SKOWHEGAN (AP) – A Portland bus station worker with a long history of schizophrenia was found innocent by reason of insanity Wednesday for the murder of a Portland cab driver last year.

Derek-Finn Wilhelmsen, 23, will likely be sent to Augusta Mental Health Institute for an indefinite period following the decision by Superior Court Justice Nancy Mills.

Mills presided over Wilhelmsen’s three-day trial without a jury last month for the shooting death of Nunzi Mancini, 38, on Feb. 11, 2002, in a driveway off Route 100 in Pittsfield.

Evidence showed that Wilhelmsen, upset because of a breakup with girlfriend Amy Towle, took Mancini’s cab from Portland to Pittsfield, intending to kill Towle and her baby.

He killed Mancini instead, he told state police detectives, after the cab driver, commiserating with Wilhelmsen about his relationship problems, used a vulgarity to describe Towle.

The defense spent little time contesting the facts of the case, focusing instead on Wilhelmsen’s mental health history and expert testimony.

Psychologists and a psychiatrist testified that Wilhelmsen was severely schizophrenic, although he did not manifest it publicly. He was beset by violent, almost ghoulish images and obsessed with death; he also heard voices and was profoundly paranoid, they testified.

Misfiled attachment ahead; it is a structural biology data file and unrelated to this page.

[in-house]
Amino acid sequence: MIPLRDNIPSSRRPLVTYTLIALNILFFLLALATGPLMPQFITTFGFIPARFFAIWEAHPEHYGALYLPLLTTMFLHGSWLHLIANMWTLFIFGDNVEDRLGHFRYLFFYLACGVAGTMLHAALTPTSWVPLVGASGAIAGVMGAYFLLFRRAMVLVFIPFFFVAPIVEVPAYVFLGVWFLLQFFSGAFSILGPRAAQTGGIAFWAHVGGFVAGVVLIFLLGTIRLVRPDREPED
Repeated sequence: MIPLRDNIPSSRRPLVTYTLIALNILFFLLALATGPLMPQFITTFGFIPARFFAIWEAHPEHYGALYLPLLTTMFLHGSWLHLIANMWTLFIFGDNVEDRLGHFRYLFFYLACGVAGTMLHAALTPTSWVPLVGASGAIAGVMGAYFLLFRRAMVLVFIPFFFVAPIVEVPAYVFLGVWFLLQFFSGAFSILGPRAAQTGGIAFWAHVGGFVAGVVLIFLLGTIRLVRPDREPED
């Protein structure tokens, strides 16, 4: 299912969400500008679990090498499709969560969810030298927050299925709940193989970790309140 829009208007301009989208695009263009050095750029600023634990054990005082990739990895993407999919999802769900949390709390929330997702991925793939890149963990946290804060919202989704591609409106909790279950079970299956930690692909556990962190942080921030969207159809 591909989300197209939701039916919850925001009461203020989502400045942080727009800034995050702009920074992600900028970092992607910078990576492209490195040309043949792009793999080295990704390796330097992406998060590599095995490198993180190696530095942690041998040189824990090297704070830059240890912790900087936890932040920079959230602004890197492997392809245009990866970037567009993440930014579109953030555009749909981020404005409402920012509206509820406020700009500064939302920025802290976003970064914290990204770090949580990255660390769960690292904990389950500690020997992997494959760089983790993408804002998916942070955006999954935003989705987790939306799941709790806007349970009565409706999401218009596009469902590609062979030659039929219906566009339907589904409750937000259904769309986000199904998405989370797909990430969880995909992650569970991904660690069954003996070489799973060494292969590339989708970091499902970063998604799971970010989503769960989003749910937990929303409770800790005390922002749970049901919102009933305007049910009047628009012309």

Ann LeBlanc, head of the Maine Forensic Service, testified that at the time of the killing, Wilhelmsen’s symptoms were so pronounced he had little ability to control his impulses and was unable to foresee the consequences of his actions.

But in his final written arguments, Assistant Attorney General Andrew Benson argued that Wilhelmsen killed Mancini in a rage and was perfectly able to tell right from wrong at the time – the crucial legal test in the insanity defense.

Benson noted that, three days prior to Mancini’s death, Wilhelmsen left a Bangor motel room where Towle was sleeping rather than give in to impulses to strangle or suffocate her.

“Everything that the defendant said and did at the time of the incident tends to show that he not only had the capacity to appreciate the wrongfulness of his conduct, he also had an actual appreciation of the wrongfulness of his conduct,” Benson wrote.

AP-ES-06-18-03 1112EDT

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